Sanofi’s weak Q1 cancer drug sales spur Medivation buyout desire

Sanofi interior

A day after Sanofi ($SNY) went public with its $9.3 billion bid for California biotech Medivation ($MDVN), the French drugmaker has posted its quarterly results--and its cancer drug sales go a long way to explain why it’s seeking an oncology biotech buyout.

First up, the big picture: Sanofi’s group sales for Q1 reached €8.54 billion ($9.73 billion)--nudging up just 0.7% on the year-ago period at constant exchange rates. This was less than analysts’ consensus estimates of €8.66 billion.

Much of its overall growth was driven by its 2011 biologics purchase Genzyme, which saw its sales increase 20.5%--predominately off the back of its MS franchise which grew 77% thanks to Aubagio and Lemtrada.

Dragging Sanofi down is its weakening diabetes and heart drug portfolio, which saw sales slide by 5.8% for the quarter. Its aging blockbuster insulin Lantus was mainly responsible for this revenue slide, seeing an 11% dip in sales to notch just under €1.4 billion ($1.6 billion).

But then we come to its oncology sales. The Big Pharma looked to be turning away from the field last year when it axed many of its cancer R&D operations, but 2016 has seen the company attempt a comeback into the oncology fold.

Its current cancer portfolio won’t be keeping Roche ($RHHBY), Bristol-Myers Squibb ($BMY) or Merck ($MRK) up at night--but its quarterly figures may well do this to Sanofi’s CEO Olivier Brandicourt.

Total cancer drug sales were just €358 million ($407 million), up 1.4%, with its advanced prostate cancer drug Jevtana topping the list of its 6 oncology meds at just €90 million ($102.5 million). At the bottom of the list is colorectal cancer treatment Zaltrap, which saw sales drop by 15% to make only €17 million ($19.3 million) for the quarter.

Zaltrap was approved by the FDA four years ago, but the company had to almost immediately slash its price in half, and it’s struggled to make much headway in a market dominated by Roche’s Avastin (which has a host of other cancer licenses), German Merck’s Erbitux and Bayer’s Stivarga.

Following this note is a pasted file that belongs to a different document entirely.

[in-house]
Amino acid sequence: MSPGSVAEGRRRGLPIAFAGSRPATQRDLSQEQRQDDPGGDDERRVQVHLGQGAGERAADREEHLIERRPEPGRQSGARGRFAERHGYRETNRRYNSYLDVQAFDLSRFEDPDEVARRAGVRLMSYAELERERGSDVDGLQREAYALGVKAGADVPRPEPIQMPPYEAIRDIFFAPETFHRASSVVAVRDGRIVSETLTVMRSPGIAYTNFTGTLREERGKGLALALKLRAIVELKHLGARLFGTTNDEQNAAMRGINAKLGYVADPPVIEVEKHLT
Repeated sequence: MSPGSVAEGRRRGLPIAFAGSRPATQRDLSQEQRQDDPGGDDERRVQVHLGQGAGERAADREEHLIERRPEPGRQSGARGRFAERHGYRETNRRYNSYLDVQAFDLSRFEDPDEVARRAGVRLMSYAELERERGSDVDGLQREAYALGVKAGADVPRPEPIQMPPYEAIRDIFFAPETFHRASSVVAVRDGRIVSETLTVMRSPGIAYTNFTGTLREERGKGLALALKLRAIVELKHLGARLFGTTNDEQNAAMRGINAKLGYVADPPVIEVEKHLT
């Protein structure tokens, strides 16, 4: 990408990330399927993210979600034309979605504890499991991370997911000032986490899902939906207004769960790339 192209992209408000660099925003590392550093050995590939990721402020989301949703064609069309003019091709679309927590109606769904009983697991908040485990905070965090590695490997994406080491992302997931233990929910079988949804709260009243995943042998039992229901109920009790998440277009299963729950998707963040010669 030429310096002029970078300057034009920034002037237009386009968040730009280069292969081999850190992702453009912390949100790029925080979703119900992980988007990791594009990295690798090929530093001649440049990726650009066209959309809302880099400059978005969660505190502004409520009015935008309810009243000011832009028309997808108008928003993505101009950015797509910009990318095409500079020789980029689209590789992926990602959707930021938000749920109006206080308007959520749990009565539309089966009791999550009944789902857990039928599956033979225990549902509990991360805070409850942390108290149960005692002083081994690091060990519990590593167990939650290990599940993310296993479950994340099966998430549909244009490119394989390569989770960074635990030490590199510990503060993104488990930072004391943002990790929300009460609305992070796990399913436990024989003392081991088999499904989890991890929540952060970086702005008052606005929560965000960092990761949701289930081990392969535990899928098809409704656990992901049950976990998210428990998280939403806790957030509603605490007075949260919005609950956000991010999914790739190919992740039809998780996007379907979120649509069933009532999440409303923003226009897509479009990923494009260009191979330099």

There are also few indigenous candidates in its cancer pipeline to excite analysts, which is why it has been signing multibillion-dollar oncology deals with long-term partner Regeneron ($REGN), as well as a host of biotechs earlier this year, to shore up its future in the field.

But it is much behind its rivals in the new class of immuno-oncology and is unlikely to be competing any time soon in the PD1/PD-L1 market dominated by BMS and Merck--which is set to be worth $35 billion in the next decade.

This is why its $9.3 billion approach for Medivation--confirmed by both companies yesterday--makes so much sense for the drugmaker. Not only would it be getting hold of an immediate return from the almost $2 billion prostate cancer drug Xtandi makes (which it also needs in the near-term as its whole pharmaceuticals unit was down 1.4%), but it can also mine Medivation’s early- to midstage cancer pipeline, which has a relatively strong set of candidates.

These include the late-stage breast cancer drug talazoparib, which is projected to make $200 million in peak sales, and the blood cancer drug pidilizumab, which is in a Phase II trial. A candidate for bladder cancer and a multiple myeloma therapy are also in its early-stage pipeline.

Brandicourt said very little in his official statement, adding only that Sanofi should “remain focused on the execution of our strategic priorities and confirm our financial outlook of broadly stable Business EPS at CER for the full year.”

The senior management team refused to answer questions from journalists on the bid in an 8:30am EDT conference call this morning. But during the call David Hung, CEO and founder of the Californian biotech, released a public statement, saying: “Sanofi's opportunistically-timed proposal, which comes during a period of significant market dislocation […] is designed to seize for Sanofi value that rightly belongs to our stockholders. We believe the continued successful execution of our well-defined strategic plan will deliver greater value to Medivation's stockholders than Sanofi's substantially inadequate proposal.”

Sanofi has since responded, saying it is a “disciplined acquirer” with a “strong acquisition track-record”--perhaps the thunderclap of a hostile storm brewing. 

- check out Sanofi’s numbers